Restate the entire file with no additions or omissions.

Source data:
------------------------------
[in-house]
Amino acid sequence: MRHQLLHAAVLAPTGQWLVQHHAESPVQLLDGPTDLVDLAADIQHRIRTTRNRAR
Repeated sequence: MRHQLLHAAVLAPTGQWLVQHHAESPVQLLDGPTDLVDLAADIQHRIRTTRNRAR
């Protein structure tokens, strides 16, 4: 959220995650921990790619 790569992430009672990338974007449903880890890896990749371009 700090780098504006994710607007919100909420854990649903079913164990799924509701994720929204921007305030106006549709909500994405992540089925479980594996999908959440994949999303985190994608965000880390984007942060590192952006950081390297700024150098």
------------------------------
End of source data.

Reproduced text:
[in-house]
Amino acid sequence: MRHQLLHAAVLAPTGQWLVQHHAESPVQLLDGPTDLVDLAADIQHRIRTTRNRAR
Repeated sequence: MRHQLLHAAVLAPTGQWLVQHHAESPVQLLDGPTDLVDLAADIQHRIRTTRNRAR
């Protein structure tokens, strides 16, 4: 959220995650921990790619 790569992430009672990338974007449903880890890896990749371009 700090780098504006994710607007919100909420854990649903079913164990799924509701994720929204921007305030106006549709909500994405992540089925479980594996999908959440994949999303985190994608965000880390984007942060590192952006950081390297700024150098």